Since 2013, Nuxalk alkw (speaker for the hereditary leaders) and Indigenous cosmopolitan knowledge holder, Snxakila (Clyde Tallio) and anthropologist and museum curator, Jennifer Kramer have been visiting Nuxalk collections held in museums across North America (the Smithsonian's National Museum of Natural History and National Museum of the American Indian in Washington, DC, the Chicago Field Museum, the Royal British Columbia Museum in Victoria, and the American Museum of Natural History in New York City). These collaborative, multi-sensorial engagements to recognize and mobilize Indigenous material culture from fixed and classified museum artifacts into unbound, living ancestral treasures is the subject of this paper. We argue that the Nuxalk resist externally imposed knowledge systems by using the energy, confidence, and emotional strength garnered from visiting historical physical objects (and the catalogue and archival records written about them) to activate a renewed Nuxalktimutaylayc - a transformation into a Nuxalk way of being. These meetings in museum storerooms and exhibition galleries have the potential to reverberate locally and globally by reaching rural and urban audiences with the voices of the Nuxalk. They also act as springboard and catalyst for the bringing home of Nuxalk ways of being as the Nuxalk Nation builds their own Big House, and works to secure sovereignty over Nuxalk territory by reinstating ancestral governance.

Identities and meanings of the Powhatan Mantle: 400 years and counting

Author: Giovanna Vitelli (Ashmolean Museum, Oxford) email

Short abstract

Research on the Powhatan Mantle examines its various identities that have intertwined over 400 years. The museum's recent engagement with Indigenous communities balances the Mantle's Indigenous importance, both historic and modern, with its value as a marker of Early Modern knowledge creation.

Long abstract

Early historic ethnographic objects are often unmoored from their communities of origin because they lack provenance and detail of makers and users. Many of these objects reside in art museums, where their historic contexts, both indigenous and European, remain uncertain and under-researched.

At the Ashmolean Museum, a cross-disciplinary programme of research and forensic analyses begun on the Powhatan Mantle in 2017 has sparked reflections on the different strands of meaning that have become intertwined over four centuries. The Museum's emergent sensitivity to source communities and recent engagement with Indigenous specialists and scholars has highlighted the deep and powerful stories of the Powhatan Mantle, from its 17th century presence in the University's earliest collections to its continued influence in the wider Indigenous imagination.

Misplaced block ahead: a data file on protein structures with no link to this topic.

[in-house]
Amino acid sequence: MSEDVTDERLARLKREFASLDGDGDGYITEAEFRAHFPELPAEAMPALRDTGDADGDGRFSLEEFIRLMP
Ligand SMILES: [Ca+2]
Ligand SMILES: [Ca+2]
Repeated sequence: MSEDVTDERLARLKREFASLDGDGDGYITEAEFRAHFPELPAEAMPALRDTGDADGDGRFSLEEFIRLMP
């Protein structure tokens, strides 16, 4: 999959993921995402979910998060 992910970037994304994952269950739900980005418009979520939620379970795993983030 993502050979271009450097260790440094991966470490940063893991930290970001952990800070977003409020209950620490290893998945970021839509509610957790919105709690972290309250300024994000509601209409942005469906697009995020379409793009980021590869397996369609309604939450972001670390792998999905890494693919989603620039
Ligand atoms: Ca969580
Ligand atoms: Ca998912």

The Museum's intentionally flexible research approach has made space for traditional practice and making alongside historical and forensic studies, as well as enabling contemporary community engagement. The long history of the Mantle lends itself to multiple and changing meanings, balancing a significant Indigenous identity with value as a marker of early modern European knowledge creation.

Meshkwajisewin: Paradigm shift

Author: Maureen Matthews (The Manitoba Museum) email

Short abstract

This paper looks at the impact of an Indigenous Scholar in Residence program at the Manitoba Museum which overturns the paradigm of source communities as former makers of beautiful things, former experts and reinforces indigenous expertise and authority in the museum.

Long abstract

This paper looks at the impact of an Indigenous Scholar in Residence program at the Manitoba Museum, now in its third year, which enables indigenous graduate students to engage in a serious amount of "deep hanging out" with the museum's collections. In addition to broad access to the 20,000 objects of indigenous manufacture at the museum, a combination of important Manitoba collections and the Collection of the Hudson's Bay Company, students work individually with objects of their choice and meet and talk with community researchers, beaders, and makers. The Scholar in Residence program overturns the paradigm of the source community as a rural, cultural uniform, geographically stable entity and of source communities as former owners of objects, former makers of beautiful things, former experts. "Source community" scholars in the middle of their academic studies are welcomed to the museum and have full access to the objects that interest them. The scholarship privileges scholar's contemporary indigenous expertise and returns the objects to conversation with contemporary artists and thinkers making new and beautiful things and coming to new understandings about their past . The Scholars in Residence program complicates the idea of bounded "source community" identities because the objects are no more bounded than their academic interlocutors.

Possibilities for Urbanizing and Indigenizing Collections

Author: Cara Krmpotich (University of Toronto) email

Short abstract

This paper centres upon a collection of Indigenous material heritage and a collective of Indigenous women who call the city of Toronto home. Specific attention is given to souvenir art, its capacity to express urban Indigenous culture, and the need to urbanize and indigenize collecting norms.